Nerves play key role in triggering prostate cancer and influencing its spread
Researchers at Albert Einstein College of Medicine of Yeshiva University have found that nerves play a critical role in both the development and spread of prostate tumors. Their findings, using both a mouse model and human prostate tissue, may lead to new ways to predict the aggressiveness of prostate cancer and to novel therapies for preventing and treating the disease. The study published online today in the July 12 edition of Science.
Prostate cancer is second to skin cancer as the most common cancer in men. The National Cancer Institute estimates that 238,590 new cases of prostate cancer will be diagnosed in 2013, and 29,720 men will die from the disease.
The study was led by stem-cell expert Paul Frenette, M.D. , professor of medicine and of cell biology and director of the Ruth L. and David S. Gottesman Institute for Stem Cell and Regenerative Medicine Research at Einstein. In earlier research, Dr. Frenette and colleagues had discovered that the sympathetic nervous system regulates hematopoeitic stem cell niches—the sites in the bone marrow where red blood cells are formed.
Nerves are commonly found around tumors, but their role in the growth and progression of cancer has not been clear. "Since there might be similarities between the hematopoeitic stem cell niche and the stem cell niches found in cancer, we thought that sympathetic nerves might also have a role in tumor development," said Dr. Frenette. "It turns out that in prostate cancer, not only are sympathetic nerves involved, but so too are parasympathetic nerves."
The body's autonomic nervous system (governing functions that we don't consciously control, such as heart rate) is divided into two branches. The sympathetic nervous system, or SNS, modulates the body's "fight or flight response" by, for example, revving up the heart rate and constricting blood vessels. The parasympathetic nervous system, or PNS, generally acts in opposition to the SNS to keep bodily functions in balance.
The researchers discovered the role of nerves in prostate cancer by first injecting human prostate cancer cells into mice and then systematically disabling various parts of the SNS and PNS and observing how the cells fared. A control group of mice were administered the cancer cells but underwent no further interventions.
The study found that the autonomic nervous system's two branches have complementary functions in the development and spread of prostate cancer. The SNS helps initiate the early phases of the disease, while the PNS is involved in the later stages when the cancer spreads.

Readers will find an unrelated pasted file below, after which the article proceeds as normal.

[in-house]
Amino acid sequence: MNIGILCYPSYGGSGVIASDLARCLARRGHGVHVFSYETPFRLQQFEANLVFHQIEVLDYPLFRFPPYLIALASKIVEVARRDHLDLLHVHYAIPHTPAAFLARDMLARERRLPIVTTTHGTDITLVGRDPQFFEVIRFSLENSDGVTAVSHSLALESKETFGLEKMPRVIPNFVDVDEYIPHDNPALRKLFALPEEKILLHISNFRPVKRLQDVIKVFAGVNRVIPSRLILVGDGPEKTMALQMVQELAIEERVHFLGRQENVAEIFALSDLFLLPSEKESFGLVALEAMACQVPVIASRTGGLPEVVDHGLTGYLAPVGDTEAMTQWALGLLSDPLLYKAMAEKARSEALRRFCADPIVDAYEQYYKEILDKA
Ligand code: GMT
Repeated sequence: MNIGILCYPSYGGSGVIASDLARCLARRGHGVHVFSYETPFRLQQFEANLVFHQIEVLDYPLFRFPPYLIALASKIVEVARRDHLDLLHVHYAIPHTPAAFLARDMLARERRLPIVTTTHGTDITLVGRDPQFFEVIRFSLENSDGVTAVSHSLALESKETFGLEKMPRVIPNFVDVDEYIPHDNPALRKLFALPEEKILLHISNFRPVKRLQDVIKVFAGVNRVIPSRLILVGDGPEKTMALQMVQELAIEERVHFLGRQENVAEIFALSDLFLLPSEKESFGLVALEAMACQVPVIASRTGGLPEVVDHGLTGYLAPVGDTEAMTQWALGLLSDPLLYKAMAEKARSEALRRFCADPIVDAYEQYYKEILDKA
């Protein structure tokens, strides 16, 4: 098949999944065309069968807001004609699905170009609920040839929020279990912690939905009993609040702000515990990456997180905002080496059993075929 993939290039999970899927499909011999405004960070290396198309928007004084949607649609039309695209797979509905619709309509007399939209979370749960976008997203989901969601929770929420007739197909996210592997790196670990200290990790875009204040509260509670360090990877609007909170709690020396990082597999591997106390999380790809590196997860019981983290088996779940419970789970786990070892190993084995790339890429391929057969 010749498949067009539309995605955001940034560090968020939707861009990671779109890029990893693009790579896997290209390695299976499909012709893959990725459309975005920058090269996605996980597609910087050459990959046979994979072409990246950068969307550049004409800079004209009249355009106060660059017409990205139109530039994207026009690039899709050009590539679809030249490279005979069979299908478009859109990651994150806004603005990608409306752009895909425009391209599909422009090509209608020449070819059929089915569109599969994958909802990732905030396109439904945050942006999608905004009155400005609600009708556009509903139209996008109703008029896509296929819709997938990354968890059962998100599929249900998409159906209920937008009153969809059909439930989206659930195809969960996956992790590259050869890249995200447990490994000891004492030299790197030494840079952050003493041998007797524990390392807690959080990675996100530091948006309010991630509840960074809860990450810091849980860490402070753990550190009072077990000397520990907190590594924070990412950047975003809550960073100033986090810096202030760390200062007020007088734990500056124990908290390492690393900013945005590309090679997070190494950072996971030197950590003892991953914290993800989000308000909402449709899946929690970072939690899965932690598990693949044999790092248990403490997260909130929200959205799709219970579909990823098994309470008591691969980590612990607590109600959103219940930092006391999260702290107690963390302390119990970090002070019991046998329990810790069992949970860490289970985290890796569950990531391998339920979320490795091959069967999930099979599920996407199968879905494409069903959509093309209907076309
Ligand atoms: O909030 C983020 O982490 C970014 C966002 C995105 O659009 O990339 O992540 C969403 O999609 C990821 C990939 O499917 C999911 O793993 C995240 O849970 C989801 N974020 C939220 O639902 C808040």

More specifically, the researchers found that the SNS promotes tumor growth by producing the neurotransmitter norepinephrine, which then binds to and stimulates two types of adrenergeric receptors (beta-2 and beta-3) on the surface of the stromal cells in the tumor (adrenergic receptors are targeted by adrenaline and noradrenaline, also known respectively as epinephrine and norepinephrine). "This is consistent with recent epidemiological studies showing that the use of beta-blockers, which lower blood pressure by blocking beta-adrenergic receptors, is associated with improved survival of prostate cancer patients," said Dr. Frenette.
As for the PNS's role in cancer progression, it makes tumor cells invade other tissues and travel to distant parts of the body (tumor metastasis) when its nerve fibers release acetylcholine, which activates a signaling pathway in stromal cells of the tumor microenvironment. (Stromal cells make up connective tissue.)
"Our findings raise the tantalizing possibility that drugs targeting both branches of the autonomic nervous system may be useful therapies for prostate cancer," Dr. Frenette added.
To see whether their findings were relevant to human cancer, the researchers analyzed nerve fiber densities in prostate tissue specimens taken from 43 patients with prostate cancer who had not undergone any treatment.
Patients who turned out to have aggressive prostate cancers had a higher density of nerve fibers within tumors and in normal prostate tissue surrounding their tumors compared with patients who had less aggressive tumors. "More work needs to be done, but the findings suggest that nerve density assessment merits further study as a possible predictive marker of prostate cancer aggressiveness," said Dr. Frenette.
Whether these findings apply to other forms of cancer is uncertain. "Clinical studies show that breast cancer patients who took beta blockers did better than those who were not taking beta blockers," said Dr. Frenette. "This suggests that the same mechanisms are involved, but that remains to be seen."
The paper is titled "Autonomic Nerve Development Contributes to Prostate Cancer Progression." Other Einstein authors are Claire Magnon, Ph.D. Juan Lin, Ph.D., and Xiaonan Xue, Ph.D. Additional contributors are Simon J. Hall, M.D., at Icahn School of Medicine at Mount Sinai, New York, NY; Leah Gerber and Stephen J. Freedland, M.D., both at Durham VA Medical Center and Duke University, Durham, NC.
The study was supported by an Idea Development award from the Department of Defense (W81XWH-07-1-0165) and grants from the National Institutes of Health.
Albert Einstein College of Medicine has a pending U.S. patent application relating to the use of adrenergic and muscarinic receptors antagonists for cancer therapy, which is currently available for licensing.